Trusses – Example 4, Pratt roof truss with snow

This problem, like the Howe truss, comes from J.L. Meriam, “Statics”, John Wiley & Sons, 1966.

This diagram actually shows concentrated forces at the joints – which is where they must be for what we’re doing. Nevertheless, the problem as posed says that we have a total weight of 4000 pounds distributed uniformly across the top of the truss. We take the 1000 pounds on each of these four beams, and assign 500 pounds to each of its endpoints. Points A and E have 500 pounds, but the other three joints connect two loaded beams and get 1000 pounds.

I need labels…

I am – effectively – given coordinates of the joints:

Let’s make our own picture:

A quick count: we have 13 beams (members, m = 13) and 8 joints (j = 8), and we want

2j = 16 = 13 + 3

so we want 3 possible reaction forces. but we’ve got 2: all the external forces are downward, so the reaction forces at A and E are upward. Still, it will work out, even though it’s 16 equations in 15 unknowns.

Alternatively, we could specify that the bridge is fixed at A and rolling at E – so there are two possible reaction force components at A, and only one at E. This would give us one more unknown, 16 in total. The fact remains, however, that there is no horizontal reaction force at A.

Despite that, having solved the Howe truss with one fewer unknown than equations, I will do this one using an unnecessary horizontal reaction at A.

Off we go….

Get the vectors between every possible pair of points:

Make unit vectors of them:

Let me clear my force arrays:

As ever, there is a force at the tail of every nonzero vector. let f denote the magnitude, F the vector… and do it so that fij = =fji, by sorting on the indices on f. That is,

F_{ij} = f_{ij}\  u_{ij}\

expresses the forces F in terms of the magnitudes f_ij and the unit vectors u_ij, and that the force at one end of the beam has the same magnitude as the force at the other, namely

f_{ji} = f_{ij}\ ,

is taken care of by keeping only half of the f_ij. The unit vectors take care of the signs, because the two forces at the ends of a beam are “equal and opposite”.

I need to outright declare that the following magnitudes are zero because there are no beams with these indices:

Lay out the table of forces:

Collect the components for each joint:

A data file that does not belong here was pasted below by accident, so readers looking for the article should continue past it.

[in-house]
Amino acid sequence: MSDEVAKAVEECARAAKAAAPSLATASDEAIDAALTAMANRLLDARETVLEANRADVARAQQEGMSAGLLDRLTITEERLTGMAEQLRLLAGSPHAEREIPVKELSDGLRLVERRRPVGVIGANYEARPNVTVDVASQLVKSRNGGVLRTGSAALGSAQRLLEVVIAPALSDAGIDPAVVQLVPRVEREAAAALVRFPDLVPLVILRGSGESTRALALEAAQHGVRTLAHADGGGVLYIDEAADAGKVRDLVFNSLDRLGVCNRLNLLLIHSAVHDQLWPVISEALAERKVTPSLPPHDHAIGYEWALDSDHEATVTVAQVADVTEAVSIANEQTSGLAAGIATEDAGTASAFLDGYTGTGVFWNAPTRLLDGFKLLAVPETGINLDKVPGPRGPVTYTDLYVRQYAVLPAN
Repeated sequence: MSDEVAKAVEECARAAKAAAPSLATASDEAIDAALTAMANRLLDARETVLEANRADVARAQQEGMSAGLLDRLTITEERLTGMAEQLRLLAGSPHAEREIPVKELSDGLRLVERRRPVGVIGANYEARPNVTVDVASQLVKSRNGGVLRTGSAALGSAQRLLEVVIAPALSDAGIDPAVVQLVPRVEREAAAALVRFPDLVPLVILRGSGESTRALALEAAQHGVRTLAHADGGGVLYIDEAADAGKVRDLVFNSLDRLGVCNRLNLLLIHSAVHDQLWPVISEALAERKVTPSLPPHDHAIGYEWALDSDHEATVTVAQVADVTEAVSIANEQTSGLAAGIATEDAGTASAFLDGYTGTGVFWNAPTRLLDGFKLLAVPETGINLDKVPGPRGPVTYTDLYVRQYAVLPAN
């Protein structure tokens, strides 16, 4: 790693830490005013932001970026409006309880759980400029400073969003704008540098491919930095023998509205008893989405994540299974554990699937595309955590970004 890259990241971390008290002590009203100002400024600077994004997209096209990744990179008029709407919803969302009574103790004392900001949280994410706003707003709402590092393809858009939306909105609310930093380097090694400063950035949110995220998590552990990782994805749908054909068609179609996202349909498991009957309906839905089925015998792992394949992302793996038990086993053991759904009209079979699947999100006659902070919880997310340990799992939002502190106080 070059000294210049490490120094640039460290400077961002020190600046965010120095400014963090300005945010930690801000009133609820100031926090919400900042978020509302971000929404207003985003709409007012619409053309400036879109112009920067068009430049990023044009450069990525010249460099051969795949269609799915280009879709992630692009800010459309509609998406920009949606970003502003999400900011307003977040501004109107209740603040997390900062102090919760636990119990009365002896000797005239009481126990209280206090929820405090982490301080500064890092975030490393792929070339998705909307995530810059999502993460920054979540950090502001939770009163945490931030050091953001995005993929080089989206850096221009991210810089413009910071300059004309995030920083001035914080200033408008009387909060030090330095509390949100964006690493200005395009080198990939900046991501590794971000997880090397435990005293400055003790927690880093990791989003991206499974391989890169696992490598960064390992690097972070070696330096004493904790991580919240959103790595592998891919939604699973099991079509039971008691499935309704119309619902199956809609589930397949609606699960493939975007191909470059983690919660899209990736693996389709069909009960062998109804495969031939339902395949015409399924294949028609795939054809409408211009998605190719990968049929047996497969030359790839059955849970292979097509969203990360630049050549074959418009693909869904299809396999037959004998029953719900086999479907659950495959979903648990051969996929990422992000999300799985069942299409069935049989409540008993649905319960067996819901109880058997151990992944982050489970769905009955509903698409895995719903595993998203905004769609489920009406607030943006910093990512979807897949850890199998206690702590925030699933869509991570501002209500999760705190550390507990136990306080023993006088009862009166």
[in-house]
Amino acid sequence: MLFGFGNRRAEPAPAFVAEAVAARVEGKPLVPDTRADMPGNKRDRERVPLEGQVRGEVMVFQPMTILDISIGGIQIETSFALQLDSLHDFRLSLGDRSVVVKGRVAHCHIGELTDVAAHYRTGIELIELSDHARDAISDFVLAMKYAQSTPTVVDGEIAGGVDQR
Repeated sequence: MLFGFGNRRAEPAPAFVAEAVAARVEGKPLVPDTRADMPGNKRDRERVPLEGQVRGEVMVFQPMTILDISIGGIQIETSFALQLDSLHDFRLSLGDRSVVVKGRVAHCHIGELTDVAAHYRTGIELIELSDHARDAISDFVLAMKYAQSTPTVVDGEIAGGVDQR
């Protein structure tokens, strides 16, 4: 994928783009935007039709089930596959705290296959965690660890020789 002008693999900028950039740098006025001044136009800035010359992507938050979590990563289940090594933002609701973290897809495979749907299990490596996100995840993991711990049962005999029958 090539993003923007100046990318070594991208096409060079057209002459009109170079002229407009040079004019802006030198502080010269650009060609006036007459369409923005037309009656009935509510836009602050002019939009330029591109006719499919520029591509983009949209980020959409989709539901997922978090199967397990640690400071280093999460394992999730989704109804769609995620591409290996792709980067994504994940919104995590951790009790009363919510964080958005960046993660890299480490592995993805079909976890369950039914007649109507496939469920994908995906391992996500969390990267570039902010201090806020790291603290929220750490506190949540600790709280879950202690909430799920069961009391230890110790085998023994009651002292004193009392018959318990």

I have allowed for a reaction force (R1, R2) at the fixed point A, but only a vertical reaction (0, R3) at the rolling point E.

The key to dealing with a continuous load, at this level of modeling, is to divide the load on each beam evenly between its two endpoints. Not all the relevant joints receive loading from two beams… our 4000 lb. load on four beams gets distributed as 500-1000-1000-1000-500 on the 5 joints of the top chord.

Add the external forces to the internal beam forces…

Set every total force to zero:

Now solve the system. (The inside Flatten gets me one set of 16 equations instead of two sets of eight.)

NOTE that R1 = 0, as it must be.

I can check a few answers against the book. The force in BH is

Change the signs, as I did for the Howe truss, for the drawings. In principle I suppose I should be able to handle the other convention, but in practice, I am used to interpreting arrows pointing into a beam as external compressive forces, rather than arrows pointing out of the beam to represent the internal resistance to the external compression.

Whoa! Is CG really unstressed? Yes:

That’s not to say I would remove it. In the real world, beams are deformed, and CG may play a role.

The verticals BH and DF in compression? Yes:

The diagonals CH and CF in tension? Yes:

And that’s it for this Pratt truss, and a distributed load.

One Response to “Trusses – Example 4, Pratt roof truss with snow”

  1. johnrich16 Says:

    Being as an engineering student this lesson is so beneficial for me. I would like to thanks to author for this knowledgable post.

    roofing contractors


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